While prior studies show that people who are hospitalized due to severe infections have an increased risk of developing schizophrenia and depression, a larger study found that all infections, no matter how minor, can increase your chances as well.
The study was published in the journal Acta Psychiatrica Scandinavica, and aimed to discover the correlation between infections treated with antibiotics, antiviral drugs, and other medicines against fungal diseases and/or parasites in people born in Denmark between 1985 and 2002 with diagnosed schizophrenia and depression between 1995 and 2013.
After intense data collecting, the findings suggested inflammatory responses due to infections (even the minor ones) can have a large impact on the brain, which might be the first step towards developing a long-term mental disorder.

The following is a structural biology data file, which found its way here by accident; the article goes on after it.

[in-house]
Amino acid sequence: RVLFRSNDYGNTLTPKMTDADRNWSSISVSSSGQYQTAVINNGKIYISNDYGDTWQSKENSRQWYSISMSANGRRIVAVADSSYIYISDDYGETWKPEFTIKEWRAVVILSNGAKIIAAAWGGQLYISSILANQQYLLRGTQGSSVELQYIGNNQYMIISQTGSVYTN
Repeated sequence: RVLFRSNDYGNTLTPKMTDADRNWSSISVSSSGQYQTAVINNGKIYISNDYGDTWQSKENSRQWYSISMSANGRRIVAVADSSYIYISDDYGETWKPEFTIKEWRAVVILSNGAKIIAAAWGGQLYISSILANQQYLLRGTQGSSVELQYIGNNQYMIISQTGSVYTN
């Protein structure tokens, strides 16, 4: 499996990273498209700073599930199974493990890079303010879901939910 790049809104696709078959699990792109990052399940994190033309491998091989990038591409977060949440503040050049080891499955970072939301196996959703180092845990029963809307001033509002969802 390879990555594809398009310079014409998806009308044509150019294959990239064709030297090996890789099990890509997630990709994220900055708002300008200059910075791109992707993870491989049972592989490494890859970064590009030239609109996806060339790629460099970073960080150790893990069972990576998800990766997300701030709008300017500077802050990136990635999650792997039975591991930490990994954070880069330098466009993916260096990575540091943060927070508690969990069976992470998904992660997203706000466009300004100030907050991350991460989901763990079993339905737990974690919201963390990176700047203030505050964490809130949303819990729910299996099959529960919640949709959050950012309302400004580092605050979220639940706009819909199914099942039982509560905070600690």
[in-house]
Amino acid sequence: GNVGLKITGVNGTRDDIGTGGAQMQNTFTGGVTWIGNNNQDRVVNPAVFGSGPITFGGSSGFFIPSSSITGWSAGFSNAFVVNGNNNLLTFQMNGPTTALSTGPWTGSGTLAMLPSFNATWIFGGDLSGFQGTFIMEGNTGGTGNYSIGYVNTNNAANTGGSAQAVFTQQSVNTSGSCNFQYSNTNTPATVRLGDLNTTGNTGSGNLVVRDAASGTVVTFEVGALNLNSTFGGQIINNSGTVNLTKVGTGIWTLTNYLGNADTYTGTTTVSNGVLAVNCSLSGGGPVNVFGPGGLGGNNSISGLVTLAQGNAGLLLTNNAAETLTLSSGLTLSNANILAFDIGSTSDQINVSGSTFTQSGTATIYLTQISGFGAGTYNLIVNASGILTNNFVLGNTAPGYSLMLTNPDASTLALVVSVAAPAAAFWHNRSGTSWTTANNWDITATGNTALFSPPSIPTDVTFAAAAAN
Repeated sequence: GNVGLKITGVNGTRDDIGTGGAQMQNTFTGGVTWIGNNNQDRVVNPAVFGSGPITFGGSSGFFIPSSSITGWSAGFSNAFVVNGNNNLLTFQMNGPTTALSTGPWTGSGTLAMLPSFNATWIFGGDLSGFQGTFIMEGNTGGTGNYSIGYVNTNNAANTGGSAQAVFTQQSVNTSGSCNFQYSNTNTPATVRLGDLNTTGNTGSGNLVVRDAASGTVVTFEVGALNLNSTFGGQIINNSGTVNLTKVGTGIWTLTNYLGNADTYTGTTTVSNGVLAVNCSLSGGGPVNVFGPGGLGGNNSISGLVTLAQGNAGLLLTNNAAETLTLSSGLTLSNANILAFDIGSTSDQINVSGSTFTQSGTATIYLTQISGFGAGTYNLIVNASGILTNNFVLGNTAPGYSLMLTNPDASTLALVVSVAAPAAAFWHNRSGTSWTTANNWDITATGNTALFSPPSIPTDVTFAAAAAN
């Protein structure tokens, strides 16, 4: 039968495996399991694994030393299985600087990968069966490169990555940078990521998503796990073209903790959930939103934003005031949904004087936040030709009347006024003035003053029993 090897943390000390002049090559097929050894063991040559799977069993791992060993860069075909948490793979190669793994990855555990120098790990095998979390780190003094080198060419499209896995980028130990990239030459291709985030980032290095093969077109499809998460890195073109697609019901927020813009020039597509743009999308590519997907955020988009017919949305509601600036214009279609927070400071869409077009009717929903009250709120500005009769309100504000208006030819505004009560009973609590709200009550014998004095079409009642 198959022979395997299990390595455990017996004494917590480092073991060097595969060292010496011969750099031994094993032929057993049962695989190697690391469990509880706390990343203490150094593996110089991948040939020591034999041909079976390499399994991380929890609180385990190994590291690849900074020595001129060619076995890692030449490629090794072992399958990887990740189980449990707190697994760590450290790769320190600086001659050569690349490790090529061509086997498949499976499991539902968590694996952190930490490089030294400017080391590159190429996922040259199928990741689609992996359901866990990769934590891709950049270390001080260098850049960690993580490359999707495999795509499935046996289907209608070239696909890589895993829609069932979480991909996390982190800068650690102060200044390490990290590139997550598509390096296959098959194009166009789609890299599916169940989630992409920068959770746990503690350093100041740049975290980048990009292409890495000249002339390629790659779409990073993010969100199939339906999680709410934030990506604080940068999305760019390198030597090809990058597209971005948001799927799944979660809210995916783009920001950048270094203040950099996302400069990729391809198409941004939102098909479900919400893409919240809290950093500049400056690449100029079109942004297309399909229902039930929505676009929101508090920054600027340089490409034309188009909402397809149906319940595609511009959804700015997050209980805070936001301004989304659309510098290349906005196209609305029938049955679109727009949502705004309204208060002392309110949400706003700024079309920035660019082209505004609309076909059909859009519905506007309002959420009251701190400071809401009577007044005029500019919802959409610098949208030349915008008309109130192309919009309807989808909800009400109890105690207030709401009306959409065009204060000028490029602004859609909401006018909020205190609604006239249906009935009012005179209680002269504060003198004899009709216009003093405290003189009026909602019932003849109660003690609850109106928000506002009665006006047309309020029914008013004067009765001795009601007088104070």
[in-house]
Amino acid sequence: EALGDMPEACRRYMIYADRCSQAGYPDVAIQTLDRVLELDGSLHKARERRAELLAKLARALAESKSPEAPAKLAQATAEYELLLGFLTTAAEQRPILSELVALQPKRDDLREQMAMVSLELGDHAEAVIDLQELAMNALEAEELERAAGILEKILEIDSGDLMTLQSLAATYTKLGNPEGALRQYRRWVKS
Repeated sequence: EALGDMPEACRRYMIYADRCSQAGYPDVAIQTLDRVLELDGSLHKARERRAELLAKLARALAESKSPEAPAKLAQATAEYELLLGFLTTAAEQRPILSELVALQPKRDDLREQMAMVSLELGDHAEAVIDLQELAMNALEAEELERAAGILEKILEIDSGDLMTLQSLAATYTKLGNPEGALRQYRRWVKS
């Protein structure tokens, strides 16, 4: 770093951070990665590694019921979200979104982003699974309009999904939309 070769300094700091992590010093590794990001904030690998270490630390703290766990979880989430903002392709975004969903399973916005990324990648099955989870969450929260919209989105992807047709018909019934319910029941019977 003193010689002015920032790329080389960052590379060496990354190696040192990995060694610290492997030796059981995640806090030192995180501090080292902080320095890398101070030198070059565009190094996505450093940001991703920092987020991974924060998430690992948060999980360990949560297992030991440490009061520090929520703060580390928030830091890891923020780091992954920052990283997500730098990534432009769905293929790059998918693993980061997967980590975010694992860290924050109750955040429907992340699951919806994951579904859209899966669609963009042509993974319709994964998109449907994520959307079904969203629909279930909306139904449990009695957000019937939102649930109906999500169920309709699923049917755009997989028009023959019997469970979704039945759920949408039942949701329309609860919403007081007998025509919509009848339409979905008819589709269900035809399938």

“Our primary finding was that the risk of both schizophrenia and depression was increased in those who had infections,” lead author Ole Köhler-Forsberg, from Aarhus University and Aarhus University Hospital said, “The risk was increased in a dose-response correlation, which means that the risk was higher depending on the number of infections.”
It is also possible that antibiotics themselves increase the risk of mental disorders, seeing as they have a large effect on intestinal compounds, which directly communicate with the brain.
As senior researcher Michael Eriksen Benros said, “Our findings may [also] be caused by genetic aspects, which is to say that some people have a higher genetic risk for getting more infections as well as a mental disorder.”